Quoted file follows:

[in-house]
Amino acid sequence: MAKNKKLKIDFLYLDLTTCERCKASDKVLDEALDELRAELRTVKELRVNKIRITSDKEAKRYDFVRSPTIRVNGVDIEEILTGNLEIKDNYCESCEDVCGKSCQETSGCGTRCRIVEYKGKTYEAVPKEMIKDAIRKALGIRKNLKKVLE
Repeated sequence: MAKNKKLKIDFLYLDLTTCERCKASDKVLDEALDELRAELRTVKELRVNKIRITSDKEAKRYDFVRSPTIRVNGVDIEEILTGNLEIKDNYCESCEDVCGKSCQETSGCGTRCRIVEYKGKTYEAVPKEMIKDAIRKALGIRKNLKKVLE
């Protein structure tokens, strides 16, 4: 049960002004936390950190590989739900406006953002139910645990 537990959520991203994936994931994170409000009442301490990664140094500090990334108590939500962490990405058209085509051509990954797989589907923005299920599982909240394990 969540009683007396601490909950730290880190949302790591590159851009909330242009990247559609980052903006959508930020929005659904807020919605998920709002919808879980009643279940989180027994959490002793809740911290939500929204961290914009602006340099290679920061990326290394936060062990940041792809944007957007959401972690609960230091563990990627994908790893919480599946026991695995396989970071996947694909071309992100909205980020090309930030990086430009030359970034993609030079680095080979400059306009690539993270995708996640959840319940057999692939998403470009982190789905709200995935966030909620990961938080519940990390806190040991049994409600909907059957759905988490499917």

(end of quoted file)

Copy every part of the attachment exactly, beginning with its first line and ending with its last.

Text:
[in-house]
Amino acid sequence: MAKNKKLKIDFLYLDLTTCERCKASDKVLDEALDELRAELRTVKELRVNKIRITSDKEAKRYDFVRSPTIRVNGVDIEEILTGNLEIKDNYCESCEDVCGKSCQETSGCGTRCRIVEYKGKTYEAVPKEMIKDAIRKALGIRKNLKKVLE
Repeated sequence: MAKNKKLKIDFLYLDLTTCERCKASDKVLDEALDELRAELRTVKELRVNKIRITSDKEAKRYDFVRSPTIRVNGVDIEEILTGNLEIKDNYCESCEDVCGKSCQETSGCGTRCRIVEYKGKTYEAVPKEMIKDAIRKALGIRKNLKKVLE
């Protein structure tokens, strides 16, 4: 049960002004936390950190590989739900406006953002139910645990 537990959520991203994936994931994170409000009442301490990664140094500090990334108590939500962490990405058209085509051509990954797989589907923005299920599982909240394990 969540009683007396601490909950730290880190949302790591590159851009909330242009990247559609980052903006959508930020929005659904807020919605998920709002919808879980009643279940989180027994959490002793809740911290939500929204961290914009602006340099290679920061990326290394936060062990940041792809944007957007959401972690609960230091563990990627994908790893919480599946026991695995396989970071996947694909071309992100909205980020090309930030990086430009030359970034993609030079680095080979400059306009690539993270995708996640959840319940057999692939998403470009982190789905709200995935966030909620990961938080519940990390806190040991049994409600909907059957759905988490499917």